No doubt like many of you, I’m a child of the 1990s, from somewhere in ruralish-suburbanish Middle America. As such, my restaurant experiences consisted largely of Applebee’s and its many iterations, reasonably-priced corporate steakhouses, and a smattering of round-eye-catering Mexican and Asian establishments. I’ve gradually evolved to focus more on local joints—dives, authentic(ish) ethnic foods, and foodie establishments (and fast food—who am I kidding?). So, the high-brow European culinary tradition of Julia Childs has never been within my experience. And it’s my loss, according to prominent New York magazine restaurant critic, Adam Platt—especially on the dessert front. In fact, he makes a bold claim:
For lovers of the old-fashioned, sit-down restaurant dessert, this is the Dark Age.
Yikes! Platt contrasts sweets of today against mid-to-late century trends, and finds the modern offerings wanting. He’s simply not titillated by current artisanal bakeries, quirky gourmet ice cream and newfangled doughnut shops (talking to you, cronut obsessives), ready-made puddings, and the so-in-right-now trend for carrot cake and other vegetable concoctions. But he reserves his real contempt for Joe the Plumber desserts—like chocolate sundaes and “stable, prefabricated layer cakes” (hello Applebee’s!).
Besides bemoaning the paltry portion size of many foodie desserts (here here!), Plat points to a crucial missing factor from the past: decadent variety. You see, in days of yore, dessert was apparently taken dead seriously, and it was all about options. He claims that high-rank kitchens produced “a glamorous crescendo of sweets at the end of every meal,” and even standard-fare restaurants provided “the ancient pageantry of rolling dessert carts and 15-minute souffles.” In contrast, modern options are relatively paltry, and, he feels, often taste essentially the same. A cupcake is a cupcake is a cupcake.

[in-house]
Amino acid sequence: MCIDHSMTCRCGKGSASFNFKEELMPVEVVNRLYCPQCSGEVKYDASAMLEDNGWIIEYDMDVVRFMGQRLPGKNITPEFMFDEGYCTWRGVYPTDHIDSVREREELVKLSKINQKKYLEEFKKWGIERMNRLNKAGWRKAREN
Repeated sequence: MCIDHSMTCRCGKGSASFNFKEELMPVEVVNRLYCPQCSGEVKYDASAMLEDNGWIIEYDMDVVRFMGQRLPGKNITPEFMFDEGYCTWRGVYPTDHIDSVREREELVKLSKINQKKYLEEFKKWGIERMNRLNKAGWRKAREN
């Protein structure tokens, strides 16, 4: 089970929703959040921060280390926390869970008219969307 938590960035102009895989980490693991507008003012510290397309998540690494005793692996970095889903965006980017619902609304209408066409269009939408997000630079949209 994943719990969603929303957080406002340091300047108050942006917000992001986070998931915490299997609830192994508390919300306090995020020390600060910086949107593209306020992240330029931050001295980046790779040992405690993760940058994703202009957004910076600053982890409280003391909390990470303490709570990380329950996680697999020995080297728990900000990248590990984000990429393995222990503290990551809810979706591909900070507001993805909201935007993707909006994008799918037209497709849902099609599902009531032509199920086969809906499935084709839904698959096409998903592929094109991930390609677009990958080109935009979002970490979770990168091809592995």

For all you fellow Millennials, I’ll specify some of the reveries of olden times. Platt mentions longing for delicate îles flottantes—which, Google revealed, are “Floating Island Desserts.” Some other espoused classics of the past: claflouti, bouchon, mousse, an assortment of specialized cakes like Viennese sachertorte, and icon of mid-century decadence: Baked Alaska. Pastry opulence.
How did we arrive at these trying times for glucose creations?
Culprit 1: Post-recession dining culture. Restaurants scrimp where they can, and dessert takes it in the teeth. Platt says even upscale restaurants are ditching full-time pastry chefs, and instead fill menus with pre-made pies, cakes and puddings. Traditional white-tablecloth restaurants priding themselves on dessert are increasingly rare, and the new hot-spots of innovative savory cooking—typically small, elite tasting rooms—shaft dessert, providing only meager tastings of sweet concoctions.
Culprit 2: Changing tastes. Which kind of goes back to being cheap (and lazy!). He laments the rise of “no-frills cooks (and eaters), who prefer a midnight tub of Ben & Jerry’s ice cream to a well-fashioned éclair any day.” In our comfort-food era, the mere presence of sugar makes our desserts good to go—no need for skilled preparation. Wow, we’re slobs.
While I can’t vouch for the credentials of desserts of the golden age, my own experience does align with Platt’s assertions of today. Premade brownies suck and a melon-ball-sized scoop of gourmet grapefruit ice cream with a teaspoon of salted-caramel sauce leaves me underwhelmed, but still craving a larger portion.
What’s this country coming to? If fat, sugar-obsessed Americans are dropping the ball on dessert, what hope can we have for the rest of the world? Humanity may be hanging by a thread. Let’s bust out our meringue beaters, figure out how to make these Floating Island doo-dads, and hope to high hell they taste as good as Platt asserts.